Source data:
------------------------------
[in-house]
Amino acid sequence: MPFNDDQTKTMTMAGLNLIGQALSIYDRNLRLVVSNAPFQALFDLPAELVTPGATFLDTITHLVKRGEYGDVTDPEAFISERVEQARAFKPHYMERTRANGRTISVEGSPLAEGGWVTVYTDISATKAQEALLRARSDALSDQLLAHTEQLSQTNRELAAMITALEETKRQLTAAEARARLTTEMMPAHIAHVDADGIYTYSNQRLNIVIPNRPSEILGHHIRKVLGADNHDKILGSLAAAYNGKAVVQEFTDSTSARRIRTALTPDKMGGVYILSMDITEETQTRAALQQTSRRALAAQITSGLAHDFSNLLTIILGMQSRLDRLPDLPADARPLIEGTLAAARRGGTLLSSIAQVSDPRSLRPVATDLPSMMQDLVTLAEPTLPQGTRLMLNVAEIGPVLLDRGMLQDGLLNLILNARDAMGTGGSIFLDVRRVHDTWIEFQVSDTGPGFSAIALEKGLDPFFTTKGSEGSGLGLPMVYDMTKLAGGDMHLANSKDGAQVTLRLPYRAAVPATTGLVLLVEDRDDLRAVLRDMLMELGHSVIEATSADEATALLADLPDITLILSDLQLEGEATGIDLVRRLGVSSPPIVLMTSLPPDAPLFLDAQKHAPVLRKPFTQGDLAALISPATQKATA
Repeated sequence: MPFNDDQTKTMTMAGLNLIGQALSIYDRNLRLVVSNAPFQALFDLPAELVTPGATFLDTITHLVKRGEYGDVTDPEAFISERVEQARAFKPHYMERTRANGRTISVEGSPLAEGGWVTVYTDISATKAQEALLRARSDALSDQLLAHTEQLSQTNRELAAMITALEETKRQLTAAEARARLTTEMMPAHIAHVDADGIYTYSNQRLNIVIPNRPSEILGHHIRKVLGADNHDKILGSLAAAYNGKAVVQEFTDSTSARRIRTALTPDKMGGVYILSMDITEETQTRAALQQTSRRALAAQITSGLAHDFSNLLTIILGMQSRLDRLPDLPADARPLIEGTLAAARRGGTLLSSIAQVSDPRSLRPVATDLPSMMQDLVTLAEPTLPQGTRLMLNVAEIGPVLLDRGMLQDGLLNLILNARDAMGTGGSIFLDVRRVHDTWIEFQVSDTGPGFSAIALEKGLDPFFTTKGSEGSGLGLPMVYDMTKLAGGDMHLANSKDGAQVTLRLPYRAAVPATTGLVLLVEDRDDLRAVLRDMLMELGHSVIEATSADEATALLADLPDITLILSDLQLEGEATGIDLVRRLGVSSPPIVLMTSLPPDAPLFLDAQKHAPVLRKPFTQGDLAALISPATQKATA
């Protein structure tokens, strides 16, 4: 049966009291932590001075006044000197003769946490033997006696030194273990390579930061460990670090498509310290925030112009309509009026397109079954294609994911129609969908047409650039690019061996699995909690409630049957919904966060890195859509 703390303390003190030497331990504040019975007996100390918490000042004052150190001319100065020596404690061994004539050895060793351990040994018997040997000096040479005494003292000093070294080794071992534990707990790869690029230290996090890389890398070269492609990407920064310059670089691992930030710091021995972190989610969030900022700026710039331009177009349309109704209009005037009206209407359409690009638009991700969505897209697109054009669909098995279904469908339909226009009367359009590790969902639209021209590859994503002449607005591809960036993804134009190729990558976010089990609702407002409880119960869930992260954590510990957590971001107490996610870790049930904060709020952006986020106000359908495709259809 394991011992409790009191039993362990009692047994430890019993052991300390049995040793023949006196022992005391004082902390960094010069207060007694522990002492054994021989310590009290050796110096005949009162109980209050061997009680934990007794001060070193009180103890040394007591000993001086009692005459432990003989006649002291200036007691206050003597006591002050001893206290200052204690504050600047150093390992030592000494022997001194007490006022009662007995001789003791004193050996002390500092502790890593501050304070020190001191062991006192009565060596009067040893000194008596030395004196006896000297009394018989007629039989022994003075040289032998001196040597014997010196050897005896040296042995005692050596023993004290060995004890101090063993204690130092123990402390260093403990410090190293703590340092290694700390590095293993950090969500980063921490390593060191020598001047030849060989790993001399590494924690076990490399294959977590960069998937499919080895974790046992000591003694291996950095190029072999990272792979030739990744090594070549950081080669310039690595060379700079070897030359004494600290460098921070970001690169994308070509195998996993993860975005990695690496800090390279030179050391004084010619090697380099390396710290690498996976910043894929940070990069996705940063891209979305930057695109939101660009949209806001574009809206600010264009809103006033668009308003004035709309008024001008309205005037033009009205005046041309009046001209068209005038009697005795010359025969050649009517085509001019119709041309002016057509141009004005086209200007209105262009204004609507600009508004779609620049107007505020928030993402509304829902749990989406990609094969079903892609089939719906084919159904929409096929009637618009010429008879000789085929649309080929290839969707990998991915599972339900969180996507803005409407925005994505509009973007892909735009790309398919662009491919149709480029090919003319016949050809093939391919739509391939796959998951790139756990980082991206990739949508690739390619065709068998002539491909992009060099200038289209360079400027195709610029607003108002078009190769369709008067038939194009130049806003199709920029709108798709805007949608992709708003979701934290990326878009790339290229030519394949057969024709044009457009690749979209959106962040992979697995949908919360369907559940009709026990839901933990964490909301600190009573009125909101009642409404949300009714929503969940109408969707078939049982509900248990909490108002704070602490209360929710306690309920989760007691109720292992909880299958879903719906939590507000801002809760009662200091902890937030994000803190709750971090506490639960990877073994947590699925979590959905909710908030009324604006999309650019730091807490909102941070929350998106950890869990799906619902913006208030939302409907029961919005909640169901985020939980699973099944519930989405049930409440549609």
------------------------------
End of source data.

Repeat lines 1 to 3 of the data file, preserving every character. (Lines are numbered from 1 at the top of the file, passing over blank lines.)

[in-house]
Amino acid sequence: MPFNDDQTKTMTMAGLNLIGQALSIYDRNLRLVVSNAPFQALFDLPAELVTPGATFLDTITHLVKRGEYGDVTDPEAFISERVEQARAFKPHYMERTRANGRTISVEGSPLAEGGWVTVYTDISATKAQEALLRARSDALSDQLLAHTEQLSQTNRELAAMITALEETKRQLTAAEARARLTTEMMPAHIAHVDADGIYTYSNQRLNIVIPNRPSEILGHHIRKVLGADNHDKILGSLAAAYNGKAVVQEFTDSTSARRIRTALTPDKMGGVYILSMDITEETQTRAALQQTSRRALAAQITSGLAHDFSNLLTIILGMQSRLDRLPDLPADARPLIEGTLAAARRGGTLLSSIAQVSDPRSLRPVATDLPSMMQDLVTLAEPTLPQGTRLMLNVAEIGPVLLDRGMLQDGLLNLILNARDAMGTGGSIFLDVRRVHDTWIEFQVSDTGPGFSAIALEKGLDPFFTTKGSEGSGLGLPMVYDMTKLAGGDMHLANSKDGAQVTLRLPYRAAVPATTGLVLLVEDRDDLRAVLRDMLMELGHSVIEATSADEATALLADLPDITLILSDLQLEGEATGIDLVRRLGVSSPPIVLMTSLPPDAPLFLDAQKHAPVLRKPFTQGDLAALISPATQKATA
Repeated sequence: MPFNDDQTKTMTMAGLNLIGQALSIYDRNLRLVVSNAPFQALFDLPAELVTPGATFLDTITHLVKRGEYGDVTDPEAFISERVEQARAFKPHYMERTRANGRTISVEGSPLAEGGWVTVYTDISATKAQEALLRARSDALSDQLLAHTEQLSQTNRELAAMITALEETKRQLTAAEARARLTTEMMPAHIAHVDADGIYTYSNQRLNIVIPNRPSEILGHHIRKVLGADNHDKILGSLAAAYNGKAVVQEFTDSTSARRIRTALTPDKMGGVYILSMDITEETQTRAALQQTSRRALAAQITSGLAHDFSNLLTIILGMQSRLDRLPDLPADARPLIEGTLAAARRGGTLLSSIAQVSDPRSLRPVATDLPSMMQDLVTLAEPTLPQGTRLMLNVAEIGPVLLDRGMLQDGLLNLILNARDAMGTGGSIFLDVRRVHDTWIEFQVSDTGPGFSAIALEKGLDPFFTTKGSEGSGLGLPMVYDMTKLAGGDMHLANSKDGAQVTLRLPYRAAVPATTGLVLLVEDRDDLRAVLRDMLMELGHSVIEATSADEATALLADLPDITLILSDLQLEGEATGIDLVRRLGVSSPPIVLMTSLPPDAPLFLDAQKHAPVLRKPFTQGDLAALISPATQKATA